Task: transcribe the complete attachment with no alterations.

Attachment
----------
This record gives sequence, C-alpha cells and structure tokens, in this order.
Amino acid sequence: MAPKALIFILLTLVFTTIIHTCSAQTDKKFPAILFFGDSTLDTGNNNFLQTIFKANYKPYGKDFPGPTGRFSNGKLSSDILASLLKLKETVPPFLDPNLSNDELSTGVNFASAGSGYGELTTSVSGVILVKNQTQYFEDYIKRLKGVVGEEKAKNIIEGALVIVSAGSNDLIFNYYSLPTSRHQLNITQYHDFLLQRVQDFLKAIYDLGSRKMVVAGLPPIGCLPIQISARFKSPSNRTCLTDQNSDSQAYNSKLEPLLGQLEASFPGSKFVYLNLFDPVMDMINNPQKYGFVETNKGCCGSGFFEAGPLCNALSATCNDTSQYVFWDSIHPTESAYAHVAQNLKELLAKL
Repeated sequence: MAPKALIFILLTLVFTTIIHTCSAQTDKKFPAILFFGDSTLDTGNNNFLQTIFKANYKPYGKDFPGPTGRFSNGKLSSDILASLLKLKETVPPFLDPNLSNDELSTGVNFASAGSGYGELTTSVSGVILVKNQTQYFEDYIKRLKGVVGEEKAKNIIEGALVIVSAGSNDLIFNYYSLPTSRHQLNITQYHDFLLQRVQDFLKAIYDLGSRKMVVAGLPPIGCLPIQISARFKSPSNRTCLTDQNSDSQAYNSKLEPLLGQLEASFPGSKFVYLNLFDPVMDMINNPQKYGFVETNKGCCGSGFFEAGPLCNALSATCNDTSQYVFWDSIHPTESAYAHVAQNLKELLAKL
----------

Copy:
This record gives sequence, C-alpha cells and structure tokens, in this order.
Amino acid sequence: MAPKALIFILLTLVFTTIIHTCSAQTDKKFPAILFFGDSTLDTGNNNFLQTIFKANYKPYGKDFPGPTGRFSNGKLSSDILASLLKLKETVPPFLDPNLSNDELSTGVNFASAGSGYGELTTSVSGVILVKNQTQYFEDYIKRLKGVVGEEKAKNIIEGALVIVSAGSNDLIFNYYSLPTSRHQLNITQYHDFLLQRVQDFLKAIYDLGSRKMVVAGLPPIGCLPIQISARFKSPSNRTCLTDQNSDSQAYNSKLEPLLGQLEASFPGSKFVYLNLFDPVMDMINNPQKYGFVETNKGCCGSGFFEAGPLCNALSATCNDTSQYVFWDSIHPTESAYAHVAQNLKELLAKL
Repeated sequence: MAPKALIFILLTLVFTTIIHTCSAQTDKKFPAILFFGDSTLDTGNNNFLQTIFKANYKPYGKDFPGPTGRFSNGKLSSDILASLLKLKETVPPFLDPNLSNDELSTGVNFASAGSGYGELTTSVSGVILVKNQTQYFEDYIKRLKGVVGEEKAKNIIEGALVIVSAGSNDLIFNYYSLPTSRHQLNITQYHDFLLQRVQDFLKAIYDLGSRKMVVAGLPPIGCLPIQISARFKSPSNRTCLTDQNSDSQAYNSKLEPLLGQLEASFPGSKFVYLNLFDPVMDMINNPQKYGFVETNKGCCGSGFFEAGPLCNALSATCNDTSQYVFWDSIHPTESAYAHVAQNLKELLAKL